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Law to ban electroshock therapy for internet addicts

T
op society and culture news for January 13, 2017. Part of the daily SupChina news roundup "Tillerson risks ‘devastating confrontation’ with Beijing.
5 months ago
Jiayun Feng

SOCIETY AND CULTURE:


  • China says it will ban abuse of children at internet detox camps / NYT (paywall)
    In order to crack down on abuse at internet detox camps, which sometimes use controversial methods to cure internet addiction, the Legislative Affairs Office of the State Council drafted a law that would ban abusive treatment such as electroshock therapy and “physical punishment.”
  • What happens when all of China goes on vacation at once / CNN
    With Chinese New Year starting on January 28, the world’s biggest human migration, known as chunyun, has begun. Over the 40-day period from January 13 to February 21, Chinese authorities anticipate “2.5 billion trips by land, 356 million by rail, 58 million by plane, and 43 million by sea.” Transport networks are likely to set a new record: CNN writes that “the total number of trips is expected to reach 1.2 billion kilometers (745 million miles): the equivalent of eight times the distance from Earth to the Sun or a leisurely rocket ride to Saturn.”


WEI WATCH:

Keep an eye on what’s buzzing among China’s 700 million social media users.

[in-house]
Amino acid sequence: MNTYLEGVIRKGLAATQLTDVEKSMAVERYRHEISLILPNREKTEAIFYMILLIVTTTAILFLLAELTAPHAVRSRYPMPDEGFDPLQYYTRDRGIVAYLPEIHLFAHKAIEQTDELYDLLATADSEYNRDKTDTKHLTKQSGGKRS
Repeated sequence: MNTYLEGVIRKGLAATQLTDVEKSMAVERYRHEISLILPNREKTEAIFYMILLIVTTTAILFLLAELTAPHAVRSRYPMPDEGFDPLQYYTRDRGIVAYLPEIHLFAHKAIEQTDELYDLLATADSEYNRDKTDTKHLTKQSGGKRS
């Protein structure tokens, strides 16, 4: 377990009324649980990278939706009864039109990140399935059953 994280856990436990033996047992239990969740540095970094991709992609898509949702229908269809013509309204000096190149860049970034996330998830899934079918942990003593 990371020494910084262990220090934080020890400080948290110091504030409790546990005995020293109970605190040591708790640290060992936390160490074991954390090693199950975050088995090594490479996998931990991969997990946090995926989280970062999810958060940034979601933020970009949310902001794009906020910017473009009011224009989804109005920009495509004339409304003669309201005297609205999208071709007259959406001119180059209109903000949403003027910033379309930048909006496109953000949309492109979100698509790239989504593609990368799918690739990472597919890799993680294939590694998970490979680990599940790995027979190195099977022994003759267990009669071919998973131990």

Internet users divided on new regulations for payment companies / Weibo (in Chinese)

As mentioned above, China’s central bank today released a statement ordering non-bank payment companies such as Alibaba’s Alipay and Tencent’s Tenpay to cease making money by earning interest from their customers’ money. Online commenters are divided on the new rules. Some question why companies like Alipay aren’t allowed to make money from people’s funds when the central bank can. Others say they feel more secure when their money is in the state’s hands.

By Jiayun Feng
Jiayun is a Chinese native and was born in Shanghai, where she spent her first 20 years and earned a bachelor’s degree in journalism at Fudan University. Interested in writing for a global audience, she attended the NYU Graduate School of Journalism for its Global & Joint Program Studies, which allows her to pursue a journalistic career along with her interest in international relations. She has previously interned for Sixth Tone and Shanghai Daily.
China in 2 minutes a day
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